That reflected light could also make it easier for scientists to study the object's composition, since telescope instruments can "taste" light to look for chemical signatures.
"Here we have something that was born around another star and traveling toward us," Hainaut said. "It's the next best thing to sending a probe to a different solar system."
Astronomers plan to watch 2I/Borisov with as many telescopes as possible
Astronomers around the globe are grabbing every telescope available to plot 2I/Borisov's path through space.
First, they worked to determine whether the object had an orbit that's elliptical (oval-shaped and around the sun) or hyperbolic (checkmark-shaped, and on an open-ended trajectory). After a week of amateur and professional observations, both the IAU and NASA concluded that its orbit is hyperbolic.
"Of the thousands of comets discovered so far, none has an orbit as hyperbolic as that of 2I/Borisov," the IAU press release said.
The object's seemingly high velocity and comet-like shroud of dust also tilted the scales toward interstellar from the beginning, Hainaut added.
Astronomers plan to continue studying 2I/Borisov for at least a year.
"The object will peak in brightness in mid-December and continue to be observable with moderate-size telescopes until April 2020," Farnocchia said. "After that, it will only be observable with larger professional telescopes through October 2020."
That's a different approach than they took with 'Oumuamua, since astronomers had no idea that object was coming.
"We had to scramble for telescope time," Hainaut said. "This time, we're ready."
Hainaut and his colleagues have some smaller telescopes queued up for observations, but he said he'd like to use "everything" to observe 2I/Borisov. His team is trying to get time on the "big guys," including the Very Large Telescope in Chile, the Keck Observatory, and the Gemini telescope in Hawaii.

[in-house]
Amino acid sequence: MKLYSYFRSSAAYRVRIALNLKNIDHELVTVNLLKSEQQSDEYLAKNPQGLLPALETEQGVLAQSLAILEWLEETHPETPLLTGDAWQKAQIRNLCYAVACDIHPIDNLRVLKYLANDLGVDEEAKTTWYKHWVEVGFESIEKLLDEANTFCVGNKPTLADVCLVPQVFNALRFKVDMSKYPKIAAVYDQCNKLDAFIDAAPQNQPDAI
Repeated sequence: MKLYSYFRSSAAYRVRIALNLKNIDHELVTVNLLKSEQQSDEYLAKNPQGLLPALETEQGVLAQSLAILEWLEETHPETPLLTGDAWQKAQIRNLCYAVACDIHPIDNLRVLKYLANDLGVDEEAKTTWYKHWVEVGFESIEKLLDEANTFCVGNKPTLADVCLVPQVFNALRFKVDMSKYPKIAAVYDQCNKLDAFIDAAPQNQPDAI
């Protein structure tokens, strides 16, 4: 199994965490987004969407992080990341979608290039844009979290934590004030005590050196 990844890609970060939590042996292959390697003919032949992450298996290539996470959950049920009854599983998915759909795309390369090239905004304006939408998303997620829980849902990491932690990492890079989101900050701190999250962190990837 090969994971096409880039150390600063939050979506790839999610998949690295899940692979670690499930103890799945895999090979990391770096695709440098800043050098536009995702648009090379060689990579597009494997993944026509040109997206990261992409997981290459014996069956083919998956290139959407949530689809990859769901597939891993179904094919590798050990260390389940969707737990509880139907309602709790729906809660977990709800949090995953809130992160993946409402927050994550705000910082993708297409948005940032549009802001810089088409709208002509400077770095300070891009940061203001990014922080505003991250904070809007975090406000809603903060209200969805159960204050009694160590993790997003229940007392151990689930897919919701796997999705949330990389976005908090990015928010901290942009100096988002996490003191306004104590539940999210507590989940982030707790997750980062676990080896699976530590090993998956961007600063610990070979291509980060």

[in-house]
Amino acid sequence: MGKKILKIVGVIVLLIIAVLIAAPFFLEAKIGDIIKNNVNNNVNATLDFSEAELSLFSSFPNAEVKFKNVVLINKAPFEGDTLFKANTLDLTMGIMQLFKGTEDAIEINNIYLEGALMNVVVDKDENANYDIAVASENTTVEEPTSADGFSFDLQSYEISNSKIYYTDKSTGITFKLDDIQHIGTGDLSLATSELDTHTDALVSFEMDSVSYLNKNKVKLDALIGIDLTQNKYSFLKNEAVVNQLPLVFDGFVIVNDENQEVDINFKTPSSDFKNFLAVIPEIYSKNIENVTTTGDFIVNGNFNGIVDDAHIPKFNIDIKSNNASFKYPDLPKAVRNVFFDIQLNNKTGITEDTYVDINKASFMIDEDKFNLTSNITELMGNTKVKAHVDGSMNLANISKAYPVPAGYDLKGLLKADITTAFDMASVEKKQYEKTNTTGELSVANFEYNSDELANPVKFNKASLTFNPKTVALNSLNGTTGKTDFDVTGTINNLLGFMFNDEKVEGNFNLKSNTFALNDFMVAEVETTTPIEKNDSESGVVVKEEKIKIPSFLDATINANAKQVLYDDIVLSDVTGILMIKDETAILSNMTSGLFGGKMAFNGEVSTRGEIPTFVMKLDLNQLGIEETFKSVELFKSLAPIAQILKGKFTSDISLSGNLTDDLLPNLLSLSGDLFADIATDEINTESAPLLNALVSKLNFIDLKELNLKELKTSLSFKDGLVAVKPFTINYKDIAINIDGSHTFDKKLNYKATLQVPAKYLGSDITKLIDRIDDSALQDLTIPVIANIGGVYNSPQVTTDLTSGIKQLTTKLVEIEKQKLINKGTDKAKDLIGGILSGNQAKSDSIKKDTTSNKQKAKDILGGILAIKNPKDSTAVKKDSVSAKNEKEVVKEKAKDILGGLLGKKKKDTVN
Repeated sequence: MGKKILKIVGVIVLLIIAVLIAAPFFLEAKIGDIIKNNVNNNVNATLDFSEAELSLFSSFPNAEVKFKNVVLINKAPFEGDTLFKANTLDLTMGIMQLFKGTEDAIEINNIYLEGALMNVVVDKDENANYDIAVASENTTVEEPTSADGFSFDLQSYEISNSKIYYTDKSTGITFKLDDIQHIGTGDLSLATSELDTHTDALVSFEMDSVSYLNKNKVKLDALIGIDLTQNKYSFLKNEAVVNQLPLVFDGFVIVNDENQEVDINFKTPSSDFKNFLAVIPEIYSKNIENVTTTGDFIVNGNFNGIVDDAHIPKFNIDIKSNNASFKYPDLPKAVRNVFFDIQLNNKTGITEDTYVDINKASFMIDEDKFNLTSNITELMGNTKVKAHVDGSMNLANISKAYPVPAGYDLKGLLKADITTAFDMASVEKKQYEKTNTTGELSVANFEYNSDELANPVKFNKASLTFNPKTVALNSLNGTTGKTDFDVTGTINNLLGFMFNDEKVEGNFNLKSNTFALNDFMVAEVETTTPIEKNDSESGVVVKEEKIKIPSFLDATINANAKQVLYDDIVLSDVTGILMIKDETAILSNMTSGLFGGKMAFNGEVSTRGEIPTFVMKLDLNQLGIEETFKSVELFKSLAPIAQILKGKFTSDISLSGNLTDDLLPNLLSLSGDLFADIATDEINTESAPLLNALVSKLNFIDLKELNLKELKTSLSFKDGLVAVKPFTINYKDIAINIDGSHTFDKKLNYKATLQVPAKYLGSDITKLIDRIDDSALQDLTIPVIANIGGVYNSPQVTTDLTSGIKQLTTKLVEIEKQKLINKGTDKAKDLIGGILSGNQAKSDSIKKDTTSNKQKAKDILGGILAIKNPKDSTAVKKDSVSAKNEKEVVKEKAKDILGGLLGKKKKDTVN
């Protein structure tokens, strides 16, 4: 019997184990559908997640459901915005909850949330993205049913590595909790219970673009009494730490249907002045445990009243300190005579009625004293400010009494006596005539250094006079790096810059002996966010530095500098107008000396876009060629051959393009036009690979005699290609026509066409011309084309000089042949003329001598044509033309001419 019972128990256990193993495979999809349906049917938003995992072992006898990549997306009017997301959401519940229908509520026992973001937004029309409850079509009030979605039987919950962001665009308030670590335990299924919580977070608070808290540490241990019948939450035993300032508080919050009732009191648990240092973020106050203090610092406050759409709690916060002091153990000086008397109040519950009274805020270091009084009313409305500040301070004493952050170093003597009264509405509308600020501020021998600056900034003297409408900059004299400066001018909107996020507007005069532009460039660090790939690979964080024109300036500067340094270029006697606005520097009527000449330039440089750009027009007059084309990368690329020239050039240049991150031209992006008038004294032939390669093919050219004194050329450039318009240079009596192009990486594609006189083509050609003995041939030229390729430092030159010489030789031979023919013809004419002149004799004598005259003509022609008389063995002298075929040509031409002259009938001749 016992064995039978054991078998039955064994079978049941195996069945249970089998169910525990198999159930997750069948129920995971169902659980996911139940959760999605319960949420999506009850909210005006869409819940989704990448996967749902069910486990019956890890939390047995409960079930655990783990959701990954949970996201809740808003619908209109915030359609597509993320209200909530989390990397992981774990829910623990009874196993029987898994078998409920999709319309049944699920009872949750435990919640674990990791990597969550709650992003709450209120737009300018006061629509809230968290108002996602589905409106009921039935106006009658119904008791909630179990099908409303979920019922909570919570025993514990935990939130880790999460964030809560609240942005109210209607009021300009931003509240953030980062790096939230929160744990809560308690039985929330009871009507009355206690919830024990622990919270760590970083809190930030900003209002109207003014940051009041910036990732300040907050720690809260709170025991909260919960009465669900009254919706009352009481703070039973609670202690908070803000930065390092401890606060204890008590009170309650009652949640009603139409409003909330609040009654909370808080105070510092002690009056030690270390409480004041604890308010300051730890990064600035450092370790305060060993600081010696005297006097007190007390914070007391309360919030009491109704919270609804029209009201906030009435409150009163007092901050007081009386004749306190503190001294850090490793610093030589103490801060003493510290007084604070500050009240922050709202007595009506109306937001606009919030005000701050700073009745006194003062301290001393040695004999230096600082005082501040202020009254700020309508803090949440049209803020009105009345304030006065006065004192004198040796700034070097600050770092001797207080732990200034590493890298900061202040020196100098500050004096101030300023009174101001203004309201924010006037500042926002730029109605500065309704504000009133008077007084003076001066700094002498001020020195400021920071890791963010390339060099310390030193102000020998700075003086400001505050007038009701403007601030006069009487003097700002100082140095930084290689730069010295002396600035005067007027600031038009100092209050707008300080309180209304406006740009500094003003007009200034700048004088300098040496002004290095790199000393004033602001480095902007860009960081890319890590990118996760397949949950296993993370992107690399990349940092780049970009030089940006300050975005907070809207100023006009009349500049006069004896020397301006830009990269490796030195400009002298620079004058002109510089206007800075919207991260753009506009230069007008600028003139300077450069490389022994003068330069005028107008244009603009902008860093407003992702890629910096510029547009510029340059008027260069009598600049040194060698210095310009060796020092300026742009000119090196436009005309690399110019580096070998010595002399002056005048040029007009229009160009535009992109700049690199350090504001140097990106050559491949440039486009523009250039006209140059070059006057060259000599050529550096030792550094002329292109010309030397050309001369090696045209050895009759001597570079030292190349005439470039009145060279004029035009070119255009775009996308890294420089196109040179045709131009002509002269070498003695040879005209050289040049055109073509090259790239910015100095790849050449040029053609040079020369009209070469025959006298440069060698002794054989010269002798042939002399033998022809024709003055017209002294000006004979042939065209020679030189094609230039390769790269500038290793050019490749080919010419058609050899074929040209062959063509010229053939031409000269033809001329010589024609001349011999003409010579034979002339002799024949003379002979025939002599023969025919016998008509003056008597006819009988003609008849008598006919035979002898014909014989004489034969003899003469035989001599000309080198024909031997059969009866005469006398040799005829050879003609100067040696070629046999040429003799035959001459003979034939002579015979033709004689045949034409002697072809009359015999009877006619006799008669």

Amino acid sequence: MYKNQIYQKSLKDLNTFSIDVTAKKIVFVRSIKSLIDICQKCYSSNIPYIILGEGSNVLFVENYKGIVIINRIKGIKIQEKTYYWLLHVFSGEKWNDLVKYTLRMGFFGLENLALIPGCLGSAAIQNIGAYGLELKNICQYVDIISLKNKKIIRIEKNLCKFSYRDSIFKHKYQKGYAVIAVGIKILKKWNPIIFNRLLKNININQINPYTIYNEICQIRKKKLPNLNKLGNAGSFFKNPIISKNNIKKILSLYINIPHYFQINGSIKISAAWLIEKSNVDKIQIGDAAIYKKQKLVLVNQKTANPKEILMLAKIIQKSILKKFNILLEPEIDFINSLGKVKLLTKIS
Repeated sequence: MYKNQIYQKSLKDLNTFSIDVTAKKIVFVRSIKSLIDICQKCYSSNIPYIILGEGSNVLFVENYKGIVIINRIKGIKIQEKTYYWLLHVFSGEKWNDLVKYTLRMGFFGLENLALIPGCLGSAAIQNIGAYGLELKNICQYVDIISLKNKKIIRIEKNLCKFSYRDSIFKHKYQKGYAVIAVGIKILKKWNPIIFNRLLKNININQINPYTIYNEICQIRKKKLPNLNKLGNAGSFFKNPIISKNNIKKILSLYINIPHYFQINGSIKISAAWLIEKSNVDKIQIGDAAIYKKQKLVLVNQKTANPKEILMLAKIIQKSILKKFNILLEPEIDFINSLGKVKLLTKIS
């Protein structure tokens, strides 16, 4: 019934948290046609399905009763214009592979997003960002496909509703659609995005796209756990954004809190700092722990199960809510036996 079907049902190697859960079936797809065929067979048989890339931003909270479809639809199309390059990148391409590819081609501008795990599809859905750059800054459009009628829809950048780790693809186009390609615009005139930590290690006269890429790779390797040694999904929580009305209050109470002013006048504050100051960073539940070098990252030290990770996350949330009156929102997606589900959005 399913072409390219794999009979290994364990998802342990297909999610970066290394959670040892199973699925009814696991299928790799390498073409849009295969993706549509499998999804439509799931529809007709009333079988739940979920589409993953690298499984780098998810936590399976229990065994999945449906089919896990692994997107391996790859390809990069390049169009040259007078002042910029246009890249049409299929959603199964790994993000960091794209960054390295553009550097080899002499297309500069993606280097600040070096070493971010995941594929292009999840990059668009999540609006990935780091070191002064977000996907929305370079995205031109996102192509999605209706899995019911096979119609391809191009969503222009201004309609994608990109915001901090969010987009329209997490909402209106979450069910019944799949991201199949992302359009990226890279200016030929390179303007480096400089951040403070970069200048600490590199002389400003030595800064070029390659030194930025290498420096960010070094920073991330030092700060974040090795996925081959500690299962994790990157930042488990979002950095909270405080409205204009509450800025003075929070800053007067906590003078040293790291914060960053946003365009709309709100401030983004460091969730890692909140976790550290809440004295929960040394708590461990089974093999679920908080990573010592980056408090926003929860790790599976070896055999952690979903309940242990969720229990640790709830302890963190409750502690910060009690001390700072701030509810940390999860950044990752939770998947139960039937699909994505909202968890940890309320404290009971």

He said at least one colleague is working on a proposal to have the Hubble Space Telescope take a look. Others are seeking to use NASA's two infrared space telescopes: Spitzer and the Wide-field Infrared Survey Explorer, or WISE.
Scientists can learn about other star systems by studying objects like 2I/Borisov
ESA/Hubble; NASA; ESO; M. Kornmesser
2I/Borisov's interstellar status bodes well for a future mission that Hainaut is proposing, which would send robotic probes into space to intercept future objects like this.
"One of the main issues is: How many of these are there? If we detect one every century, it's hard to plan a mission to intercept one," he said.
On the other hand, if these objects come every couple of years, astronomers might even be able to get choosy about which object to intercept. The IAU noted that the discovery of 2I/Borisov suggests that interstellar objects are "sufficiently numerous" that a new window may open to investigate other star systems.
"This suggests we can afford to wait one or two or three years to get the right one, and maybe not the first one we spot after organizing a mission," Hainaut said.
This story has been updated with new information. It was originally published on September 12, 2019.